Chicago Rabbinic Action Committee Mission — 2014

Rome and Jerusalem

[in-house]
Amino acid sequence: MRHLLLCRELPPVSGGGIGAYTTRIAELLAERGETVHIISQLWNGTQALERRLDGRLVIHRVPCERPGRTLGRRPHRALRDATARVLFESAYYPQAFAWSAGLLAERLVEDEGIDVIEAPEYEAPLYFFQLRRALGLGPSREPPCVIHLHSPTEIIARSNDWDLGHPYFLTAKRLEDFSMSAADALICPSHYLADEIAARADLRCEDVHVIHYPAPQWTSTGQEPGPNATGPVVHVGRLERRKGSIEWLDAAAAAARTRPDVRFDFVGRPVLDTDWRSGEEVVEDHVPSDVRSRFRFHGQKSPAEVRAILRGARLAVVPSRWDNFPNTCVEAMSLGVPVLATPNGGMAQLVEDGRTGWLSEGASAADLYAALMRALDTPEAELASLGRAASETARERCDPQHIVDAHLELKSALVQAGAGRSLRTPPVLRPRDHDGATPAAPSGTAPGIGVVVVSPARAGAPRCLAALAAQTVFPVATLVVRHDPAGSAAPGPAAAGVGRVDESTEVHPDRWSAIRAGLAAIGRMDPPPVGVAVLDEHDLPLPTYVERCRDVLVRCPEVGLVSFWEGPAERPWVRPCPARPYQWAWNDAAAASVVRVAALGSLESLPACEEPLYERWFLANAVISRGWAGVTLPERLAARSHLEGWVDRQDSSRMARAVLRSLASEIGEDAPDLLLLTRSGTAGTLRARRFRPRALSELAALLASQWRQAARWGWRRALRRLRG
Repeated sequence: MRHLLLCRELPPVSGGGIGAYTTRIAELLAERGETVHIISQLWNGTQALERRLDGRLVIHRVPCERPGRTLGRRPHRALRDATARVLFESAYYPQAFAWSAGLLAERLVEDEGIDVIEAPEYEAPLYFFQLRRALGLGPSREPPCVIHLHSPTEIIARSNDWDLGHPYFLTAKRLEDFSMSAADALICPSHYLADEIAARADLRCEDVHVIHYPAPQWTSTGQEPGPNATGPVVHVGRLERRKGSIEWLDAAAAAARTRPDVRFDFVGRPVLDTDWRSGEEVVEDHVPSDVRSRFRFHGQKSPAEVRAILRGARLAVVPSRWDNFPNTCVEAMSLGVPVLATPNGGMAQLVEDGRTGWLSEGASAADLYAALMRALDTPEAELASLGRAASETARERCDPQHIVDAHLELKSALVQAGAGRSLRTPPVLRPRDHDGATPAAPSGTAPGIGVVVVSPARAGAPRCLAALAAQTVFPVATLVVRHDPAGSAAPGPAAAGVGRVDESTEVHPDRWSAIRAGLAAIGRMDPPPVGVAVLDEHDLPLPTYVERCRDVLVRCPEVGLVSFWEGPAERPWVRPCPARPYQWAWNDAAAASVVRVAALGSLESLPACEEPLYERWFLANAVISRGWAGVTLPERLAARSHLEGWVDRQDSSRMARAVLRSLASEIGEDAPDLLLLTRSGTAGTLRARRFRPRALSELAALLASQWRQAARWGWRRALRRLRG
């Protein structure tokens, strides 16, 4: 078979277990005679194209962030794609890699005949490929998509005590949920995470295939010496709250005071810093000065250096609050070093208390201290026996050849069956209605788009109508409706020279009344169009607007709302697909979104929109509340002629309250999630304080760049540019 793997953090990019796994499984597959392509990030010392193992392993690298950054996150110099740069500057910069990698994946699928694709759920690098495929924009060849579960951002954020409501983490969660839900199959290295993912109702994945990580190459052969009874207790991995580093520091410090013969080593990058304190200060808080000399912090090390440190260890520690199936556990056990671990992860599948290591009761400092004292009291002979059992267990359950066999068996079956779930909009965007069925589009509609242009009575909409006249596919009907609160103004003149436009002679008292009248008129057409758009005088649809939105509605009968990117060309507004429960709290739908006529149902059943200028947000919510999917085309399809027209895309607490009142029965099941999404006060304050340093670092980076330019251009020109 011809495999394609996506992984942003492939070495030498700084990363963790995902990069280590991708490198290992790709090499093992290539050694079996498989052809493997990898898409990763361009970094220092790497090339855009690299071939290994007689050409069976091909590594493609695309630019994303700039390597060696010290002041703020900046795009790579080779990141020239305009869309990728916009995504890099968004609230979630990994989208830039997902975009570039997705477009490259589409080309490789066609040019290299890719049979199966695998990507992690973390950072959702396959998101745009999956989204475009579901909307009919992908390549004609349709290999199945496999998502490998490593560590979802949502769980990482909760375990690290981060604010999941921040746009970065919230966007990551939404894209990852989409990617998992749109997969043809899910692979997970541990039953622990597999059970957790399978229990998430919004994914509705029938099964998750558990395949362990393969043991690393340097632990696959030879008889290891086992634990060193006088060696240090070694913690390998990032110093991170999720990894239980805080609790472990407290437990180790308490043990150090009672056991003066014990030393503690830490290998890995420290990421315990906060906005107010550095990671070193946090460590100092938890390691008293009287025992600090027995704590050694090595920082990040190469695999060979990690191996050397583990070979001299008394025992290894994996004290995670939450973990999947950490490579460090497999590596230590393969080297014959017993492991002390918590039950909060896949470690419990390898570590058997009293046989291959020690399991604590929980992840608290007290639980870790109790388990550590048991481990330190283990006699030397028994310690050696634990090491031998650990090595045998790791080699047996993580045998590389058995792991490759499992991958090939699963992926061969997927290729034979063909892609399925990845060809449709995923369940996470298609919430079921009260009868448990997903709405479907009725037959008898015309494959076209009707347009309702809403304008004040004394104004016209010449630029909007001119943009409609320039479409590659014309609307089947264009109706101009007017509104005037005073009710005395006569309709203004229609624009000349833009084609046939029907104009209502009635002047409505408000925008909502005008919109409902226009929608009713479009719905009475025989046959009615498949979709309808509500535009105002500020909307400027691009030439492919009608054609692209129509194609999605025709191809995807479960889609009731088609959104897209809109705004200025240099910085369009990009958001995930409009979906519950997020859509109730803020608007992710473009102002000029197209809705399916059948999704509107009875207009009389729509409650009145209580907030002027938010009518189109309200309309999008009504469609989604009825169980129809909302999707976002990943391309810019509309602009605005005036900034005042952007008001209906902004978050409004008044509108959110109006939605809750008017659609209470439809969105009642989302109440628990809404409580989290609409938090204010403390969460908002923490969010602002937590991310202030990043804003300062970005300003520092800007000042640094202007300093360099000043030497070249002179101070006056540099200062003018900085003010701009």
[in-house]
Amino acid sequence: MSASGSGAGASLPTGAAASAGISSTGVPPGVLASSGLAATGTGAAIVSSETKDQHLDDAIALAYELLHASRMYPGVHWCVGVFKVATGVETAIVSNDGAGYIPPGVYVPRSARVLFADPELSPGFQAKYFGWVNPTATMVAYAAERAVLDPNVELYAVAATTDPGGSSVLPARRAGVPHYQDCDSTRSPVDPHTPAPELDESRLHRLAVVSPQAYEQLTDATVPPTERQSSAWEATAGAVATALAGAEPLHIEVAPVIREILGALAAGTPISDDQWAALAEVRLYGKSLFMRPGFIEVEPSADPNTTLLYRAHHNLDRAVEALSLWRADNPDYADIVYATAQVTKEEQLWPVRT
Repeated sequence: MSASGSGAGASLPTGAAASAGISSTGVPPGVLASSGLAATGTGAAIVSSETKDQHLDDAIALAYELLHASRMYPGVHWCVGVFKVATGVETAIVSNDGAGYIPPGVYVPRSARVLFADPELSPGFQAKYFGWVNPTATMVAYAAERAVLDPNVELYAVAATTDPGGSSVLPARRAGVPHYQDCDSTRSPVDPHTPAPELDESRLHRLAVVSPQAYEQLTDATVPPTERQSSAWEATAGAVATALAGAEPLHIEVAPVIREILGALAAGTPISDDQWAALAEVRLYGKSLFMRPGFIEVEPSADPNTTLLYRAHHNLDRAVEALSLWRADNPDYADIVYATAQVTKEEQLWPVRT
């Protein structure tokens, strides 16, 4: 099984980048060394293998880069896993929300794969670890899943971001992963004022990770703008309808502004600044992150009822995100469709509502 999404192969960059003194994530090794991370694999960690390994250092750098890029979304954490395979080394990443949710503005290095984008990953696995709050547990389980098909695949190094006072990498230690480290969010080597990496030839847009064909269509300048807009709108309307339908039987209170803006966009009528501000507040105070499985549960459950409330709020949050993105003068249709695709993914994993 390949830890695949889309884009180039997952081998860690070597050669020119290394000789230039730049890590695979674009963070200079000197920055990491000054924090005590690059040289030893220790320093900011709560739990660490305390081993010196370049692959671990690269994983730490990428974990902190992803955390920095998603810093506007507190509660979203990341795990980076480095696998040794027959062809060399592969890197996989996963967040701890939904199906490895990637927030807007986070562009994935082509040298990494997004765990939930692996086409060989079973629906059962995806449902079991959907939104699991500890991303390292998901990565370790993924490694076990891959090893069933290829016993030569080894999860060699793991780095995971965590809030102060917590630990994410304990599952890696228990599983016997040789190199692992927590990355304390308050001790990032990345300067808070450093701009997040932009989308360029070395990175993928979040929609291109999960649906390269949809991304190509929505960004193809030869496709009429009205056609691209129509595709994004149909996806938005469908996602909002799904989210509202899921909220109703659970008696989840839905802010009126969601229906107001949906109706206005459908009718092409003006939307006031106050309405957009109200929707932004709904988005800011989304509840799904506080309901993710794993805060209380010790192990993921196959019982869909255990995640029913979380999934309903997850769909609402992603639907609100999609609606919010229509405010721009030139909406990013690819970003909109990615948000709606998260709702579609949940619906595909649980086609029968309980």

Last week I spoke about The Rabbinic Action Committee trip to Rome.  I showed slides of the Jewish Catacombs of Rome, the Fosse Ardeantine memorial, ancient Jewish manuscripts of the Vatican library, our visit to the Ostia-Antica synagogue – the oldest remains of a synagogue outside of the Land of Israel. I also showed some slides of Tempio Maggiore – Rome’s Great Synagogue – where we spoke with Rome’s Chief Rabbi, Ricardo de Segni.  As you remember from last Shabbat, we were also special guests of Pope Francis at his weekly audience at the Vatican. We also visited the Renzo Levi School, just across the street from the synagogue. This is a school of 1000 students for children from elementary through High School. Italian Jews enroll their children in this school because it provides a high quality of education, and provides a safe, Jewish environment in which to study. We visited two classrooms – the first a Hebrew language class, the second a class in Art Appreciation conducted in English. About 80% of the students studying there are on scholarships. Other highlights included our meeting with Zion Evrony, Israeli ambassador to the Vatican, our meeting with Naor Gilon, Israel’s ambassador to Italy, and our meeting with Cardinal Kurt Koch, who heads the Vatican’s Commission for Religious Relations with the Jews.  We broached a sensitive subject in our meeting with the Cardinal. We asked him about the opening of the Vatican archives to scholars wanting to examine the wartime record of Pope Pius XII. You might remember that Pope Pius XII’s actions during the Holocaust have been a source of controversy. Consequently, the Vatican’s moves toward conferring  sainthood upon Pius XII has angered Jewish groups who claim that he did not do enough to intervene to save Jews during World War II.  Jewish groups also argue that the Vatican helped many former Nazis escape to South America after World War II, and they wonder about Pope Pius’ role in this. The only way to put to rest the serious questions about Pius’ behavior during the Shoah would be to open the archives to independent scholars. Cardinal Koch replied that he had no objection to opening the archives. In fact, some years ago the Vatican agreed to make the archives available to researchers. However, he said, the thousands upon thousands of documents that constitute the archives would need to be put in order so that they can be productively researched by scholars – and this has not yet happened!  After four full days in Rome, we flew to Israel. Friday morning we met with Akiva Tor of the Ministry of Foreign Affairs.  He summarized for us the issues and challenges that Israel faces with her neighbors – Iran, Egypt, Syria, Lebanon, Jordan and Turkey.  He also spoke of Pope Francis’ upcoming visit to Israel. Although it will last only 28 hours – Israeli leaders had hoped he would stay for three days – the Pope will visit Yad Vashem, The Western Wall and meet with Israeli political and religious leaders. Our speaker contrasted Pope Francis’ upcoming visit with Pope Paul VI’s visit to Israel in 1964. That visit lasted only 11 hours, and Pope Paul VI never once mentioned Israel by name. He went out of his way to avoid using the word “Jew”, avoided all sites of Jewish significance including Yad Vashem – Israel’s Holocaust memorial. He even took the occasion to praise Pope Pius XII and defend his silence during the Holocaust. Pope Paul VI dedicated his visit to “Christian Unity” rather than interfaith understanding. He refused to set foot in West Jerusalem – although he celebrated Mass in East Jerusalem, then under Jordanian rule.  Clearly the relationship between the Vatican and Israel has changed significantly for the better since that papal visit in 1964! On a personal note, a major highlight was meeting our niece, Esty, in Jerusalem for Shabbat. Esty is my sister Audrey’s daughter. She graduated from Dartmouth last June and is in Israel on a Fellowship for a year. She works at the Israeli National Wildlife Animal Hospital, which is nestled right in the heart of the Tel Aviv Zoo!  She charmed us and my colleagues with her tales of her experiences as a veterinary assistant treating injured exotic wild animals that are brought in to the hospital —  like ibex’s, eagle owls, fruit bats, flamingos, jackals, hyenas, hoopoe birds, and Egyptian mongoose – mongeese? — to name a few. She also has participated in editing and publishing scholarly articles on innovative forms of treatment for these animals that come out of the work at the hospital. Our 6th grade class and I were discussing the various categories of mitzvahs that one can perform, such as “Keeping Shabbat” and “Honoring your parents and teachers.” One category we discussed is called “Tzaar Ba-alei Chayim” – kindness to animals. I told them about Esty’s work at the animal hospital and next Tuesday I will show them slides of Esty with some of the animals that she treats. On Shabbat afternoon Esty took me on a walk through the Arab quarter to a place called the Austrian Hospice. The roof of the Austrian Hospice afforded us a unique view of the Old City and the Dome of the Rock. Middy stayed back at the hotel taking her Shabbas snooze. Sunday morning began with a study session with Professor Avigdor Shinan of the Hebrew University. We studied Rabbinic texts related to rabbinic attitudes toward Rome. Given that Rome burned down the Second Temple in 70 CE, plowed under the ruins of Jerusalem and built a Roman colony there in its stead called Aelia Capitolina, and destroyed the remainder of the country in the course of the Bar Kokhba revolt in 135 CE, you might guess that the attitude of the rabbis of the time was not all that positive toward Rome. Take this charming story, for example, related in the Talmud. “Rabbi Yehudah, Rabbi Yosi and Rabbi Shimon were sitting together. Rabbi Yehudah said, “How wonderful the Romans have been to us here in Israel! They’ve established marketplaces, they’ve constructed bridges, and they’ve built bath-houses.” Rabbi Yosi was quiet. Rabbi Shimon said, “Everything they have done here, they have done for their own benefit, not ours! They established marketplaces to sell their harlots, bath-houses to give themselves pleasure, and bridges to collect tolls from us.” Word of their conversation got back to the Roman authorities. The Roman authorities decreed – “Rabbi Judah – you who exalted Rome will yourself be exalted”, and they honored him. “Rabbi Yosi – you who were quiet are exiled. Rabbi Shimon – you who denigrated Rome will receive the death penalty.” Later that Sunday morning we visited the Joint Distribution Committee’s building in Jerusalem to learn about a program that is helping to integrate Israel’s ultra-Orthodox men into the Israeli army and after the army, into the work force. The problem of ultra-Orthodox poverty and dependence is huge in Israel – the Yeshivah education that the men receive does not prepare them for the workforce, they have been exempt from military service, they have huge families, they study Torah all day and subsist on welfare. The program is called Shakhar Chadash – New Dawn.  We met with its director, Israel Hoffrichter. The program enlists Ultra-Orthodox volunteers into the Israel Defense Forces, and offers them training in the military that will lead to employment after their army service. The program also provides glatt kosher food, and time for one hour of Torah study a day. Starting with 30 men in 2007, the program has now grown to serve 3000 men.  The program aims allow Ultra-Orthodox men to serve in the army and at the same time maintain their traditional way of life. Part of that way of life, however, involves strict separation of men and women, as well as the maintaining of traditional gender roles. This elicited some discussion among our group after the meeting. Although the program is promoted as a way of making Israeli society more inclusive, does that inclusivity come at the expense of women? There was much more, including our meeting with Dr. Khalil Shikaki, Director of the Palestinian Center for Policy and Survey Research, and Natan Sharansky, Chairman of the Jewish Agency, and Dr. Shlomo Avineri, Political Science Professor at Hebrew University and frequent contributor to the Israeli newspaper Ha-Aretz. Next week I will be away at our family retreat at Camp Shai in Wisconsin, but the following week I will continue with an account of our Mission to Rome and Jerusalem. Shabbat Shalom